Thieves Targeted a Regional History Museum in the U.K., Making Off With 12 Precious Historical Artifacts
The break-in was only the latest in a series of thefts in the area, according to local police.
A museum in Sheffield, England is appealing to the public for help after thieves successfully broke in last Sunday and stole 12 items relating to metalworking from the collection, according to Yorkshire Live.
The offenders entered Kelham Island Museum, a history museum dedicated to Sheffield’s past as an industrial hub for metalwork and steel-making, in the early hours of May 14. Their forced entry was apparently “carefully planned” and in the process they damaged some display cases.
“The historical significance of these items goes far beyond any financial value they hold,” said Kim Streets, chief executive of Sheffield Museums Trust. “The span one of the first objects hallmarked by Sheffield Assay Office to knives made by one of our last Little Mesters, the much-missed Stan Shaw, and are irreplaceable touchstones of Sheffield’s rich heritage.”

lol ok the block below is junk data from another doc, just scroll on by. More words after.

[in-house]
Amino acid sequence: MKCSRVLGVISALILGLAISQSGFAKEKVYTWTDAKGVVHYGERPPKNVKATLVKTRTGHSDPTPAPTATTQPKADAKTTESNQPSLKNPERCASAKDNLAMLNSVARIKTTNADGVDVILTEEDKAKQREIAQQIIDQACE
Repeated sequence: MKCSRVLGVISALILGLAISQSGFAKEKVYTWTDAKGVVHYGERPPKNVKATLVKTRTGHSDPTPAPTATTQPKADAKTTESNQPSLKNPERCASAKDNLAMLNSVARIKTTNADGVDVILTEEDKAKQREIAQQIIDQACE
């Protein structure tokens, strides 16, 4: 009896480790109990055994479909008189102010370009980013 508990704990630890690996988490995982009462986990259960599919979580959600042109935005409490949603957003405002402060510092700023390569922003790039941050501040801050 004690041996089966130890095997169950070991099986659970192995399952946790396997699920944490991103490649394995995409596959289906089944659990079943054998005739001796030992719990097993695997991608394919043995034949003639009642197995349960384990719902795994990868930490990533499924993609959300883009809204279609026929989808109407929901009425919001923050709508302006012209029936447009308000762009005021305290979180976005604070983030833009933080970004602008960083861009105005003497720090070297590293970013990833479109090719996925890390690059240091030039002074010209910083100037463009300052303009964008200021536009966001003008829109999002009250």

Little mesters is a term for local practitioners who historically worked making small tools and cutlery, a skill that has now largely died out.
Other items that were taken include a sterling silver coffee pot from 1773 and a silver tea caddy from 1774. Four contemporary sculptures of a duckling, a heron, a dragonfly and a kingfisher by the local Huddersfield scrap metal artist Jason Heppenstall were also stolen.
“The articles stolen do not have any real sell on value,” said Ashley Carson of Sheffield Assay Office, an institution charged with testing the purity of metals that was also broken into earlier this year. “To Sheffield Museums and the stories they celebrate, these represent a far wider loss and are totally irreplaceable. This is the latest in a string of robberies in the city and these criminals need to be stopped.”
Sheffield Museums and the South Yorkshire Police have made a plea to the public to come forward if they have any information that might lead to the recovery of the stolen objects, including if they see them surface for sale online.
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